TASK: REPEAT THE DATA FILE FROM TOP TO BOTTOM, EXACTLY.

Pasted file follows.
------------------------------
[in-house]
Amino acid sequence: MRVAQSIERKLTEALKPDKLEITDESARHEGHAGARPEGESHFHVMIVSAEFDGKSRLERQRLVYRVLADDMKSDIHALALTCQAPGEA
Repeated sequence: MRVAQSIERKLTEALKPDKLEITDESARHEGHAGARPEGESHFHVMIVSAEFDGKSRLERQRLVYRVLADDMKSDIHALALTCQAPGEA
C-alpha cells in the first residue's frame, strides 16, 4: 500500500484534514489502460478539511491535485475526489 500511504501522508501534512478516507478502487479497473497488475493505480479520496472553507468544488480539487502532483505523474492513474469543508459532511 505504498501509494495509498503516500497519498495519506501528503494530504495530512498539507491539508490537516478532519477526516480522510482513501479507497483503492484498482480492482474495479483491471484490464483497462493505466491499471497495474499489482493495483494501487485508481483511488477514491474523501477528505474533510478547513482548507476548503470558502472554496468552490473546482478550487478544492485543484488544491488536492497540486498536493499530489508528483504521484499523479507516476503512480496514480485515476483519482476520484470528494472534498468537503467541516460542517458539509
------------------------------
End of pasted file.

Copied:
[in-house]
Amino acid sequence: MRVAQSIERKLTEALKPDKLEITDESARHEGHAGARPEGESHFHVMIVSAEFDGKSRLERQRLVYRVLADDMKSDIHALALTCQAPGEA
Repeated sequence: MRVAQSIERKLTEALKPDKLEITDESARHEGHAGARPEGESHFHVMIVSAEFDGKSRLERQRLVYRVLADDMKSDIHALALTCQAPGEA
C-alpha cells in the first residue's frame, strides 16, 4: 500500500484534514489502460478539511491535485475526489 500511504501522508501534512478516507478502487479497473497488475493505480479520496472553507468544488480539487502532483505523474492513474469543508459532511 505504498501509494495509498503516500497519498495519506501528503494530504495530512498539507491539508490537516478532519477526516480522510482513501479507497483503492484498482480492482474495479483491471484490464483497462493505466491499471497495474499489482493495483494501487485508481483511488477514491474523501477528505474533510478547513482548507476548503470558502472554496468552490473546482478550487478544492485543484488544491488536492497540486498536493499530489508528483504521484499523479507516476503512480496514480485515476483519482476520484470528494472534498468537503467541516460542517458539509